“Part of what we need to do is build infrastructure for that kind of exchange,” said Rahn Dorsey, city Chief of Education. “That’s been what’s lacking historically. That’s why you find isolated instances of collaboration.”

Boston Compact

By many accounts, the Boston Compact has been a major driver of collaboration between charters and districts. It was established in 2011 by Kevin Andrews, founding headmaster of NHCS, and Carol Johnson, former BPS superintendent.

Under the Compact, schools from different sectors might share insights and information about current or proposed programs or partner to explore an issue together, said Rachel Weinstein, Chief Collaboration Officer for the Compact. In one instance, she said, representatives from Catholic, district and charter schools came together to determine if using physical objects to demonstrate algebra problems helped improve special education students’ math performance. Participants shared school outcomes and concluded that this method helped close the achievement gap.

Learning goes both ways, with districts and charters frequently adopting ideas from each other, said Dorsey.

“It’s a two-way relationship,” he said.

Kenen said that charters have turned to districts for ideas on how to best serve students with higher needs.

“District schools are helpful as charters are learning to expand the services and range of students they’re able to provide service to. [Districts] help charters keep the hardest served kids,” he said.

Meanwhile, he said districts still gain from charter’s methods.

“Massachusetts charter schools are great at developing a one-on-one tutoring program, which district schools have looked pretty closely at,” Kenen said.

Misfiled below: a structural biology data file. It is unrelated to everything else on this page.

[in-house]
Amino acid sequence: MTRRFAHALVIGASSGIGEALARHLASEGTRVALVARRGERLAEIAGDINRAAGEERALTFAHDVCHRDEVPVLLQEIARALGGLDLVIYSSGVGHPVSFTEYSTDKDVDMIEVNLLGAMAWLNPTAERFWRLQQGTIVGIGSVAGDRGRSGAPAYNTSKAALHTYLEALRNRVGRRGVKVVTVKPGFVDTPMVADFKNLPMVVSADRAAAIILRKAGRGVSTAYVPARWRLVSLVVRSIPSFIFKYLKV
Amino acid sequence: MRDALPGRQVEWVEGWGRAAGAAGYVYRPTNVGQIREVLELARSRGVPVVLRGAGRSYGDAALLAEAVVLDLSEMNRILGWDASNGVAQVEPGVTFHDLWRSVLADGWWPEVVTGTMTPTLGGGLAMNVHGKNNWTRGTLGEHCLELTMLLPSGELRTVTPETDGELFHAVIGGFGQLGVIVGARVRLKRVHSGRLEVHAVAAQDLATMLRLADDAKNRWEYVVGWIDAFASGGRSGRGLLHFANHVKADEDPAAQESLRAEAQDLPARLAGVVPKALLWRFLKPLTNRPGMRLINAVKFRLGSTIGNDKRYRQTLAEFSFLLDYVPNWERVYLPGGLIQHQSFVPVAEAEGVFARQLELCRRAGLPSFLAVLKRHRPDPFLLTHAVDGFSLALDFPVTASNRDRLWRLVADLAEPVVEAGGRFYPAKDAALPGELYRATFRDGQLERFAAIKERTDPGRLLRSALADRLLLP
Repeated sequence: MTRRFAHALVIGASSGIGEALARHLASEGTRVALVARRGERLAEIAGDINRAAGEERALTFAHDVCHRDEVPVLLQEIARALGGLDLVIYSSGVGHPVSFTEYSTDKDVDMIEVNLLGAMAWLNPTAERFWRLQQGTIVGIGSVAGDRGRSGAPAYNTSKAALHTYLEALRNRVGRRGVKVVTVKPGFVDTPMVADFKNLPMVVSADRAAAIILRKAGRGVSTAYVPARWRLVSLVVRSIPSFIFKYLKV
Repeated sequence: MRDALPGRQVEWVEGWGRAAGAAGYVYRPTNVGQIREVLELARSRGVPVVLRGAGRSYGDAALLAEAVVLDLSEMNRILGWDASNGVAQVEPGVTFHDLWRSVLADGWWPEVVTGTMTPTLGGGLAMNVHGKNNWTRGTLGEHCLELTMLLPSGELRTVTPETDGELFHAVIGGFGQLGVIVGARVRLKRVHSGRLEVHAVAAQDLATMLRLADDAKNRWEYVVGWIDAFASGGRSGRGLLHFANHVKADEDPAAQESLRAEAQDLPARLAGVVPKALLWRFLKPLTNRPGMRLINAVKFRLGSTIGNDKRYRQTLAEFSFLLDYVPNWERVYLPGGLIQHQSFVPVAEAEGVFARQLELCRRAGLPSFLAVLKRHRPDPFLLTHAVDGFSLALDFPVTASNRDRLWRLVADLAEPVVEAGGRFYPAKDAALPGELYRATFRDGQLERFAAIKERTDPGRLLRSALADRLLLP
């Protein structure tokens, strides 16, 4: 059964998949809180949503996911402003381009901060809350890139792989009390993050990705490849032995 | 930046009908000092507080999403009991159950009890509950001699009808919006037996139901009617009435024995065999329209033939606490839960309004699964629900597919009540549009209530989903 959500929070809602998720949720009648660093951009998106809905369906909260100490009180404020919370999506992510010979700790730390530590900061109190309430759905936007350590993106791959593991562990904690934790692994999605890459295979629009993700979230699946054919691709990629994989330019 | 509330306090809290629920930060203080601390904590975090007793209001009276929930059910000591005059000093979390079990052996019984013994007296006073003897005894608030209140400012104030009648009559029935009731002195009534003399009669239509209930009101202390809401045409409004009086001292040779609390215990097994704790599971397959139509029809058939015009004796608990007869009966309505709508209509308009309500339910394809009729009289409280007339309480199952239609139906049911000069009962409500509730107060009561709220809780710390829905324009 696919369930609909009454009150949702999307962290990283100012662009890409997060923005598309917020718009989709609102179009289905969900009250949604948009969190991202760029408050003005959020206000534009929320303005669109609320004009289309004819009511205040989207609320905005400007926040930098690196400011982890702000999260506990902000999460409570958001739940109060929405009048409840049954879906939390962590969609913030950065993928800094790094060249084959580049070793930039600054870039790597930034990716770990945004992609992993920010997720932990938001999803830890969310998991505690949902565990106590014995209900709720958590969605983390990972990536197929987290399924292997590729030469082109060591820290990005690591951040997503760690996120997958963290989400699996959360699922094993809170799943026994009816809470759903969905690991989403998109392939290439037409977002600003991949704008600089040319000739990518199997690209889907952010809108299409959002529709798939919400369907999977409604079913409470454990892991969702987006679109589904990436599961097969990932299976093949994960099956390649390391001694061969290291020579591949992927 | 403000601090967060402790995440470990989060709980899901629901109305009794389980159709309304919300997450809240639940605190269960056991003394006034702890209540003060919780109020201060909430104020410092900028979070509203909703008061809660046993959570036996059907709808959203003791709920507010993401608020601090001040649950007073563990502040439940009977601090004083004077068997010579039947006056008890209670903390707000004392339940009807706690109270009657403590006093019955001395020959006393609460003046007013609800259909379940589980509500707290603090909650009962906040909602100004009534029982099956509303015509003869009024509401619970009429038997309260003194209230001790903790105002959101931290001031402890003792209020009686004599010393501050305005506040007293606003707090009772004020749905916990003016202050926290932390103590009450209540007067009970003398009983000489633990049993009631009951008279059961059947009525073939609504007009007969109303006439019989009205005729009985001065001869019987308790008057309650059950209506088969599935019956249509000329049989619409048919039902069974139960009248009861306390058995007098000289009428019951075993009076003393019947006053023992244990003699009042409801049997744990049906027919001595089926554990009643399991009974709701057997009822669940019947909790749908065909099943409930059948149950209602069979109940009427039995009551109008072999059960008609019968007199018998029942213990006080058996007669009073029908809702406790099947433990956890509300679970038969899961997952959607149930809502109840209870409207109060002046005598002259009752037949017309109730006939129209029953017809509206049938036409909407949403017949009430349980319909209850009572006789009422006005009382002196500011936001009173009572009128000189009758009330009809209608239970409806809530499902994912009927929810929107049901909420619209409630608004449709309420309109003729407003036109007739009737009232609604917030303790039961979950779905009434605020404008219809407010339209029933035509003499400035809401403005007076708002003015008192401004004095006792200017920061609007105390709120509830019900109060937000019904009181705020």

Falling short in the state

Boston’s growing collaboration has not necessarily been replicated across the state. Paul Andrews, director of Professional Development and Government Services for the Massachusetts Association of School Superintendents, said that in most of Massachusetts, charters and districts are not collaborating, meaning the intended purpose of the charter system is not being realized.

“[Information sharing] is not happening for the most part,” he said. “The original intent of [charters] was to see best practices and try to develop a coordination process. But it’s just not transpired.”

A December 2014 review of the Department of Elementary and Secondary Education by State Auditor Suzanne Bump found no solid evidence of collaboration. Her audit report said that DESE so poorly documented the charter schools’ innovations and efforts to spread and reproduce them that it is was impossible to tell if the charter schools fulfilled their purpose. Bump also found that DESE’s information on charter school waitlists was inaccurate and data accuracy was not verified.

“The extent to which the charter school system has provided a successful mechanism for developing and disseminating replicable innovation models is not determinable,” the audit states.

Funding complications

The state’s education funding system pits district and charters against each other for budgets, skewing conversations about charters’ impact.

Andrews said district schools also may have limited ability to adopt some of charter schools’ innovations. For instance, while charters have demonstrated the benefit of extended school days and years, lack of funding may prevent some districts from implementing this.

“There’s no question time spent learning is critical. In perfect world, one would try to give expanded learning time the same way in the public school sector. That requires funding, which is just not there,” he said.

Innovations aside, money can also go a long way toward improving district schools.

“Orchard Gardens went from a Level 4 to level 1 school with additional funding and support from the top,” said Councilor Jackson. “When they took funding away, that dropped. Resources being taken away are actually having an effect on public schools.”

“There should be additional collaboration,” he said, “but that the collaboration should not be a collaboration that is about taking over the public school system or putting it out of business.”

Dorsey said that the system under which per-pupil funding follows students from district schools to charters is not the case in most of the U.S.

“The state funding charters and districts out of the same pool is almost unique to Massachusetts,” he commented.

While work remains to be done to ensure all students receive the resources they need, Dorsey said this is a separate issue from the value of charters’ ideas and should not disrupt the mutually beneficial collaboration between school sectors.

“We have to work on more equity solutions, but that should not short-circuit creating mutual growth and mutual accountability to provide high quality instruction for every student,” he said.